Poem for Jack Spicer
It's the start of baseball season, and I am thinking again as I do every year in early April now that I live in California where afternoon is a blue span to languidly cross of those long ones you used to sort of sleep through getting drunk on many beers, lying next to your radio on a little square of grass in the sun, listening half to the game and half to the Pacific water gently slapping the concrete barrier of the man-made cove. I have heard it and it sounds like conversations among not there people I can't quite hear. But you could. And later you would try to remember what they said and transcribe it on your black typewriter in your sad, horrible room. When I read your poems about suicide and psychoanalysis I feel very lucky and ashamed to be alive at all. Everyone has been talking lately about radiation, iodine, and wind, and you are in your grave, far from the water. I know I don't care about you at all but when I look at your photograph, your round head tilted up so you are staring down at everyone, I remember how much you hated your body. Today I will go down by the water where you used to sit and think I do not hate my body even though I often do. When I die please write he tried on whatever stone you choose.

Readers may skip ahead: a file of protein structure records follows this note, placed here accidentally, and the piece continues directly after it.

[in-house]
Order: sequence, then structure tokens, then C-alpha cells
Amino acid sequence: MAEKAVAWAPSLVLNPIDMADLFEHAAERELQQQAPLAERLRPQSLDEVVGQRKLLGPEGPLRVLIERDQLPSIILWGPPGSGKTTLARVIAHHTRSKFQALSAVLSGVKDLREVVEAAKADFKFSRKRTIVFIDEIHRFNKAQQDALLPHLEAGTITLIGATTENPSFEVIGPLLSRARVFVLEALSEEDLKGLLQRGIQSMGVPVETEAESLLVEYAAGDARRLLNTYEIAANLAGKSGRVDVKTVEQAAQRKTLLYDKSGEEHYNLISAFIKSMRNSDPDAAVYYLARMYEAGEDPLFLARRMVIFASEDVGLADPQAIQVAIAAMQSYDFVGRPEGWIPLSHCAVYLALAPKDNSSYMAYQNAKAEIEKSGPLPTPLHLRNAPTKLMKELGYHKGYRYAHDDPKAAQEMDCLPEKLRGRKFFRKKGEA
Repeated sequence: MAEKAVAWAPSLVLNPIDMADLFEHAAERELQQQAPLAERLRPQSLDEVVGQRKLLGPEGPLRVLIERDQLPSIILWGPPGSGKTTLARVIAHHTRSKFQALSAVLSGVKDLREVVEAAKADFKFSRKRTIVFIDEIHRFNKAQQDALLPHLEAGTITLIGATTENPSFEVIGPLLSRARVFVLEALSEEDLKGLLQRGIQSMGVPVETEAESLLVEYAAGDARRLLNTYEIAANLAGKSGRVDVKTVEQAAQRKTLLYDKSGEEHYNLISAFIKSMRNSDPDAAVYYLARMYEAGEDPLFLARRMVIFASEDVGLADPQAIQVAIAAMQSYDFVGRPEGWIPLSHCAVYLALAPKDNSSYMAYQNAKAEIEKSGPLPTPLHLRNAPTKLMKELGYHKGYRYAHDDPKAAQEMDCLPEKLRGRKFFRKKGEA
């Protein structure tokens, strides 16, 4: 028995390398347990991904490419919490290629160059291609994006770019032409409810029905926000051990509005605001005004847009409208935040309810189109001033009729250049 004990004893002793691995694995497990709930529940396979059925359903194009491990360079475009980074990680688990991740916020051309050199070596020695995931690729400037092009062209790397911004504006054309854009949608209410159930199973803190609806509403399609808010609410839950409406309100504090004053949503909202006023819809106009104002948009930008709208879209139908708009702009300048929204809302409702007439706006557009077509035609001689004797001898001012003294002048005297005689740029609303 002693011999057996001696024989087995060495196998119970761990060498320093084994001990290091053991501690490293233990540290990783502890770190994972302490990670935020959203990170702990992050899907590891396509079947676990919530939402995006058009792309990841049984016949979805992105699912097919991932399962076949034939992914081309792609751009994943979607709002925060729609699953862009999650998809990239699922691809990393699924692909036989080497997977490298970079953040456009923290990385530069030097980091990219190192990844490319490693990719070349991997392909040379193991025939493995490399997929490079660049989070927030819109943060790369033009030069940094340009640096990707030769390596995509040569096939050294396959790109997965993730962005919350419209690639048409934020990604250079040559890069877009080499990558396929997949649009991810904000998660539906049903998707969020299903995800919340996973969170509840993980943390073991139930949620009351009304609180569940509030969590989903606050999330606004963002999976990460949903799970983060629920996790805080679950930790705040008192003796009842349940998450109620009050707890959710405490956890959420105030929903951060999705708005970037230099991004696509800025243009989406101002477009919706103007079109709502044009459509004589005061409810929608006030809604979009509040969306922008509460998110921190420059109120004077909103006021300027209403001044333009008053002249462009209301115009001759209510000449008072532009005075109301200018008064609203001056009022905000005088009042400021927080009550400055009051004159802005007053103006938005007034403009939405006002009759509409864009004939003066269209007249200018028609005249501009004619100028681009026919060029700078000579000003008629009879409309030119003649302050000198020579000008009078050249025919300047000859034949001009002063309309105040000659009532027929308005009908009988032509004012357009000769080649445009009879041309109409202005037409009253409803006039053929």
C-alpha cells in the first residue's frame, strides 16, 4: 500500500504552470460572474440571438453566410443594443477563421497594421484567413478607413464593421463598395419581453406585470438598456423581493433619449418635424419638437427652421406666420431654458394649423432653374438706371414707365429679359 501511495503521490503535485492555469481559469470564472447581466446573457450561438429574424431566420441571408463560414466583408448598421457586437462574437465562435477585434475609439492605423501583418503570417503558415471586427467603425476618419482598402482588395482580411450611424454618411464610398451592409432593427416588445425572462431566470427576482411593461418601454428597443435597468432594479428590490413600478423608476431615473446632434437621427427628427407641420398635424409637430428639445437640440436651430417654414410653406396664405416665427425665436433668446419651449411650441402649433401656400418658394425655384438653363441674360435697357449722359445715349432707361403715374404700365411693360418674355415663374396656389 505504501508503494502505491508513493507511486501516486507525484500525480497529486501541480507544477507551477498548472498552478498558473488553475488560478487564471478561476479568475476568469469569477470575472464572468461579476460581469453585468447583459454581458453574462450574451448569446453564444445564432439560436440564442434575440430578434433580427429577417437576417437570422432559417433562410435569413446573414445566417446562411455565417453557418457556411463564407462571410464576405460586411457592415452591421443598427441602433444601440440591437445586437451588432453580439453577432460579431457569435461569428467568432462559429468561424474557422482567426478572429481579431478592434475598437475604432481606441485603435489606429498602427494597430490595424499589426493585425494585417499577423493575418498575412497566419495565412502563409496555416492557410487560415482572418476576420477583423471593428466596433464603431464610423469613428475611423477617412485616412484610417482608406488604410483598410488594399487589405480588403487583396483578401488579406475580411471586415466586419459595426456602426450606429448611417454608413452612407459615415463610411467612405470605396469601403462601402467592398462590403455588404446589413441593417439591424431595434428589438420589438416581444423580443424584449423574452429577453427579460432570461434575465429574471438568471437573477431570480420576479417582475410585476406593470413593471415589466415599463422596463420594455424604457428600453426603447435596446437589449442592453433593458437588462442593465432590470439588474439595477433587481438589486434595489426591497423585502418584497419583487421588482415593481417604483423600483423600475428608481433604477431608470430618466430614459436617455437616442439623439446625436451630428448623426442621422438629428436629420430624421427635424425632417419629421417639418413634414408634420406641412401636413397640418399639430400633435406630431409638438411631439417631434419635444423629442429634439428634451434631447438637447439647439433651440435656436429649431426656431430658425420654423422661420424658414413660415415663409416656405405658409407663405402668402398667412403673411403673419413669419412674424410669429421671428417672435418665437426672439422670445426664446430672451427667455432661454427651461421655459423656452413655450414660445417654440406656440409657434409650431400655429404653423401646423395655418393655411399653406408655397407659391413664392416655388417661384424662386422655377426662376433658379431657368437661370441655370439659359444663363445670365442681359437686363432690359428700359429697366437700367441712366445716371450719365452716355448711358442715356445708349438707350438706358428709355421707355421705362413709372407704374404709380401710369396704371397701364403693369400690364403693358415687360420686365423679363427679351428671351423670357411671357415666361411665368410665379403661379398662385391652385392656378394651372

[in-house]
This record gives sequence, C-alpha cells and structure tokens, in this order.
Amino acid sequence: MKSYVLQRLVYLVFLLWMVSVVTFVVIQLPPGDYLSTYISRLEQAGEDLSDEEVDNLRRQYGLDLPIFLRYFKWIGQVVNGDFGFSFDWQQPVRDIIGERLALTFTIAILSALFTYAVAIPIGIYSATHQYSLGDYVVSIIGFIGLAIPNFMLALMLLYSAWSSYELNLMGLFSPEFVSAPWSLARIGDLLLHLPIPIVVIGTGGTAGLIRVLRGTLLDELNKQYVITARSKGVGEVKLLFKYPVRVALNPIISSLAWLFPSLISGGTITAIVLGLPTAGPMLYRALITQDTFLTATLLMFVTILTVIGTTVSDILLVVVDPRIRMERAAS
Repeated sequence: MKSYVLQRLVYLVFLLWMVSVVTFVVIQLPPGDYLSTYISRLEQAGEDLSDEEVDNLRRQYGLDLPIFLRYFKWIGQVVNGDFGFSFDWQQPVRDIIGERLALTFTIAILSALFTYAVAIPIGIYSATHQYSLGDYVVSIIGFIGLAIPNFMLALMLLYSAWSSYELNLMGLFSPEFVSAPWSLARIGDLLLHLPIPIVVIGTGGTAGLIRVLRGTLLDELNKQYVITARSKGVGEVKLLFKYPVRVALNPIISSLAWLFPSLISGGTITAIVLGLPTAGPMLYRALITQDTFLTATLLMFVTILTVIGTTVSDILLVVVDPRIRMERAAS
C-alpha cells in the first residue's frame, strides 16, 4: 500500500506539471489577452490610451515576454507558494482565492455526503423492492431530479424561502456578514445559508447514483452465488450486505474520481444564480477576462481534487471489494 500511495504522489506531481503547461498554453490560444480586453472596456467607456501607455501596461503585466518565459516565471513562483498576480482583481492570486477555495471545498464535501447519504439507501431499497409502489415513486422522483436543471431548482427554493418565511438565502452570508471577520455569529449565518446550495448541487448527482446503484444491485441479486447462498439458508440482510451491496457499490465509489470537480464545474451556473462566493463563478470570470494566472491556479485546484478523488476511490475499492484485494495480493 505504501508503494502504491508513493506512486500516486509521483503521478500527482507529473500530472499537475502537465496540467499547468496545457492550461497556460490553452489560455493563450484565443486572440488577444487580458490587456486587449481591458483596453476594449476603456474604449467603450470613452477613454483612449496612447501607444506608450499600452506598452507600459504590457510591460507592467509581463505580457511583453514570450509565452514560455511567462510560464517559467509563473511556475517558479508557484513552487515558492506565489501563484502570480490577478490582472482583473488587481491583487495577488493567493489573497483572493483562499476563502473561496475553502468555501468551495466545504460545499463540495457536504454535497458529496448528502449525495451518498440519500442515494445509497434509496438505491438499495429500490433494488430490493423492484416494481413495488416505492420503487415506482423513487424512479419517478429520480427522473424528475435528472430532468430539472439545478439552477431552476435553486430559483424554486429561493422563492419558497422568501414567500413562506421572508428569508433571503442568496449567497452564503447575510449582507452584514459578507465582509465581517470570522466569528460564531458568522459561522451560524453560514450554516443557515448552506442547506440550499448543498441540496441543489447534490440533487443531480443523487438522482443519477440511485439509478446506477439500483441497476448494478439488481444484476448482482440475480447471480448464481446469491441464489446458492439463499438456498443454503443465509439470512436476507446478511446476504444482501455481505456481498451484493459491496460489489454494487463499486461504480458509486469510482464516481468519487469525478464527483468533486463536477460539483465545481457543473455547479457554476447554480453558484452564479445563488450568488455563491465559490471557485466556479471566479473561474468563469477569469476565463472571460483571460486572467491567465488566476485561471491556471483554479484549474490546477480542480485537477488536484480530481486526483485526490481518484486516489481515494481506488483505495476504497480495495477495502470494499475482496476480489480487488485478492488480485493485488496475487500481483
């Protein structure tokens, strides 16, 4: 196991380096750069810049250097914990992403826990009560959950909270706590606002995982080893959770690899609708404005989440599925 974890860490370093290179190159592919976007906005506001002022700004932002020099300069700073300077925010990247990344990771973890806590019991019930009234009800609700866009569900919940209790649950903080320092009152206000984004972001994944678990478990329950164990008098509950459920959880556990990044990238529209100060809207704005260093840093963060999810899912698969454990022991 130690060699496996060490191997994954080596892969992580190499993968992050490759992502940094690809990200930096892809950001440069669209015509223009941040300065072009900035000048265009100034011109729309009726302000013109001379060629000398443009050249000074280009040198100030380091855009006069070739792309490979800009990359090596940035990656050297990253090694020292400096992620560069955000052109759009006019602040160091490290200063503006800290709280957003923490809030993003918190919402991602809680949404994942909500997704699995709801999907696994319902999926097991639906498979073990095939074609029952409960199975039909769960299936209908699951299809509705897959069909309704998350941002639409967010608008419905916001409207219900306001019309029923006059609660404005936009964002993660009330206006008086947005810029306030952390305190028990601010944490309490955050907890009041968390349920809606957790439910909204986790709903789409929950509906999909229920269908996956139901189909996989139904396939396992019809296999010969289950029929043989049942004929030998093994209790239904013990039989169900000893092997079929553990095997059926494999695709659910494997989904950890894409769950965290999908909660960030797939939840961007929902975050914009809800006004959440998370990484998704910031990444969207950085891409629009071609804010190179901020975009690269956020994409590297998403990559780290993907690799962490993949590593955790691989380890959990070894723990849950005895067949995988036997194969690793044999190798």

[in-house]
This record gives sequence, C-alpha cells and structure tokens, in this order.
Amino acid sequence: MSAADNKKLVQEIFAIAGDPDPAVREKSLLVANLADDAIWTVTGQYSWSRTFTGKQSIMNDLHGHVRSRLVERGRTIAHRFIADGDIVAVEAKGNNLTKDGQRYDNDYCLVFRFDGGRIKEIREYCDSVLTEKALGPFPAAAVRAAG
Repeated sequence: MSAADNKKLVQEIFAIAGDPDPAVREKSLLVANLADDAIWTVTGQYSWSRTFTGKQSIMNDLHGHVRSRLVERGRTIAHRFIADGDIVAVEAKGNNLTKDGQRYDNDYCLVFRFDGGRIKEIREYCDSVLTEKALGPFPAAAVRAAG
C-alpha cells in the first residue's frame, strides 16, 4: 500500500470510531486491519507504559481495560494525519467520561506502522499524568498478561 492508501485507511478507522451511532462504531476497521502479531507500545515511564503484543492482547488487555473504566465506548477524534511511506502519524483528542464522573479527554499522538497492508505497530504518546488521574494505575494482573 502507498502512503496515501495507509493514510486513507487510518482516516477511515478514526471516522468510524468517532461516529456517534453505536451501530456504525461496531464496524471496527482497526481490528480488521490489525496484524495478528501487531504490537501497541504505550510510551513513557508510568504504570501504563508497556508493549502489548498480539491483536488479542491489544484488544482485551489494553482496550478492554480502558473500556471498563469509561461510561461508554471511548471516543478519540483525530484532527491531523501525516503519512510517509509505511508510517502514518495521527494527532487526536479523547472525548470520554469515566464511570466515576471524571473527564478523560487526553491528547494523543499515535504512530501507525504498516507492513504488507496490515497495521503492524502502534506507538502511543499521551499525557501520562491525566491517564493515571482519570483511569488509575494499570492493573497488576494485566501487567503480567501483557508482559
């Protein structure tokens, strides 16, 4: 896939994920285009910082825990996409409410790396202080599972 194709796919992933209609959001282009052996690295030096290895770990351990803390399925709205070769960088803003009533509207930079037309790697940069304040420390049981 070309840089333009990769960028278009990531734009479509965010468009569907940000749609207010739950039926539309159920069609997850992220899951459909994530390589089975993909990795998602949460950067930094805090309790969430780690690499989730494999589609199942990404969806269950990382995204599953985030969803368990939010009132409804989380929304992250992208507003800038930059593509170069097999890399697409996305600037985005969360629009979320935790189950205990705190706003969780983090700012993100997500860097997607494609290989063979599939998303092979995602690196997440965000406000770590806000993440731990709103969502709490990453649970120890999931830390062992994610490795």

Copyright © 2010 by Matthew Zapruder. Used with permission of the author.